When it comes to men’s health, the focus in recent years has been primarily on physical health and awareness of diseases like prostate and testicular cancer. However, it’s important we also recognize the importance of men’s mental health.
According to the Canadian Mental Health Association, over 3.4 million Canadian men and boys experience mental health issues every year. These staggering numbers tell us that it is crucial to give mental health the same priority as physical health within the conversation of men’s well-being.
The key to starting a conversation around men’s mental health is to understand that stigma is one of the biggest obstacles that can discourage men from seeking help for mental health issues. Traditionally, men and boys have been told—by family, peers, and society at large—to “suck it up” or “toughen up” rather than speak up about difficult emotions or challenging life circumstances. Many men grew up believing that talking about their emotions was not masculine, or that it was a sign of weakness.
We know today that telling someone to ignore emotional suffering can be just as damaging as asking someone to avoid seeking medical help for a serious physical illness such as cancer. In fact, it can be deadly: in Canada, suicide is among the country’s ten leading causes of death, with men three times likely to die by suicide than women. The most at-risk group for suicide is men in their 40s and 50s, and up to 90% of them are believed to have substance use problems or a mental illness such as depression or anxiety, whether diagnosed or not.
How Project Parent addresses men’s mental health
One of FSGV’s four key impact areas is building stronger families. We work with each of the family members individually and together to help them become the best family unit they can be. One of FSGV’s programs is Project Parent, which provides in-home counseling for families with children up to age 12 in the Lower Mainland. The program is among the very few currently available in B.C. for fathers to identify the common challenges they face as parents, and the unique barriers they face as men, says David Tong, a family counselor with Project Parent Fraser South, who provides fathers of at-risk families with crucial support services.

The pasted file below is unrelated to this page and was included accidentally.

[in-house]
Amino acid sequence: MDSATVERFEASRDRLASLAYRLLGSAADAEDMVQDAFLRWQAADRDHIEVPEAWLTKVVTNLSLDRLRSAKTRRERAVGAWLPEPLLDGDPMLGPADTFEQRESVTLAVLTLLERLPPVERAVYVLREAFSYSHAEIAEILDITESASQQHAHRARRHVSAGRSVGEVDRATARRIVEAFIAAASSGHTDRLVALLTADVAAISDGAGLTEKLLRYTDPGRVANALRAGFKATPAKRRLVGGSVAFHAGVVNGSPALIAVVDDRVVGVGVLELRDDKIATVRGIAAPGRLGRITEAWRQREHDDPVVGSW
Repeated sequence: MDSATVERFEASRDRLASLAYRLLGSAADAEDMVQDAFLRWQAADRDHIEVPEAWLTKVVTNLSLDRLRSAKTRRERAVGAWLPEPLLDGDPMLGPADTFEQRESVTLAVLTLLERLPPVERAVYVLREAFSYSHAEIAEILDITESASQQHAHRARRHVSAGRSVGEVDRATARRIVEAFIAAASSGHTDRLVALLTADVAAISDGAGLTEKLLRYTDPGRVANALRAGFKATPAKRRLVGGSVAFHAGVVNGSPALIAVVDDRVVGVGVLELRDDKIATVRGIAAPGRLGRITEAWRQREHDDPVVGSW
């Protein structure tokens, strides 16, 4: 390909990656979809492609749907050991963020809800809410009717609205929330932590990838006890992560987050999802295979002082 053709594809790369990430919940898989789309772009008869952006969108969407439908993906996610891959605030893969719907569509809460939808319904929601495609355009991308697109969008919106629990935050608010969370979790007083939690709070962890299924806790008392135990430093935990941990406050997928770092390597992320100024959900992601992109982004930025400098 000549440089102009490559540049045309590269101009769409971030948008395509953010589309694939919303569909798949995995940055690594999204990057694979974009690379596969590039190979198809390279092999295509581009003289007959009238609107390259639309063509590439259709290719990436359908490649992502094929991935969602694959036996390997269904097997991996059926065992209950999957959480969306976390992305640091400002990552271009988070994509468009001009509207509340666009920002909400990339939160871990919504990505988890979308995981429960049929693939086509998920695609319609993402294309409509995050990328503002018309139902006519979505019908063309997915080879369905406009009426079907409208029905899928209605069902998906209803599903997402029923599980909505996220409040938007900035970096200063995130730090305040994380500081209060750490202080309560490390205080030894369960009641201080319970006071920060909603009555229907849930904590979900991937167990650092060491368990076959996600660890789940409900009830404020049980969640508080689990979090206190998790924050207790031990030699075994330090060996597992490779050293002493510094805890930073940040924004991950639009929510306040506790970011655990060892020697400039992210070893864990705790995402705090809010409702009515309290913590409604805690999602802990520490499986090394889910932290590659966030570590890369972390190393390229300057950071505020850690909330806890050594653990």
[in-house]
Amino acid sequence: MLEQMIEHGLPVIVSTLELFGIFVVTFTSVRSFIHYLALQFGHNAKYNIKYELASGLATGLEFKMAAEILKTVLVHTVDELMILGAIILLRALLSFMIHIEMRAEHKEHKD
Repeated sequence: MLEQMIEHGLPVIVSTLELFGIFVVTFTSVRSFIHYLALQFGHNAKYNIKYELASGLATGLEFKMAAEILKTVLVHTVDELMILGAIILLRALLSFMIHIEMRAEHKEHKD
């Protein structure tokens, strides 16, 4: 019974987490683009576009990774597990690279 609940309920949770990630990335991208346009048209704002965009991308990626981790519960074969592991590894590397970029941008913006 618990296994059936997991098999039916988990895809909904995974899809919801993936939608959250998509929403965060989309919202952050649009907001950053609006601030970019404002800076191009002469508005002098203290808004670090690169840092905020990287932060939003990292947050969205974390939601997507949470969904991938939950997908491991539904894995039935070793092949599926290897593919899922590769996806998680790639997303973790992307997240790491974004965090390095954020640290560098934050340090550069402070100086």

In a social context that expects men to keep quiet and withdrawn about their personal struggle, Project Parent is a much-needed counterpoint. It offers a space for men to reflect on their role as both fathers and men. Family counsellors like David Tong encourage fathers to consider how their identity is shaped by their social environments and to be unafraid to voice the concerns and frustrations that arise from them.
Project Parent extends an outlet to men and their families so they no longer have to suffer in silence. By coming together, men can work toward overcoming their personal barriers in a safe, supportive, and understanding space.
According to Tong, we should be careful not to overgeneralize men as a whole. “It would be prudent to keep an open mind and inquire about how each male views himself as a unique individual,” says Tong, “that would be a good starting point in helping him address his own unique mental health needs.”
Tong reminds us that no two men are the same. As such, how we respond to their need for help should first consider “their unique intersection of race, culture, class,” among other influences specific to the individual. Understanding the plight of men at the level of the individual, each with their own concept of self and masculinity, can provide us with the tools to empathize with their distinct experience.
* Accessing services provided by Project Parent requires a referral via social worker from the BC Ministry of Children and Family Development.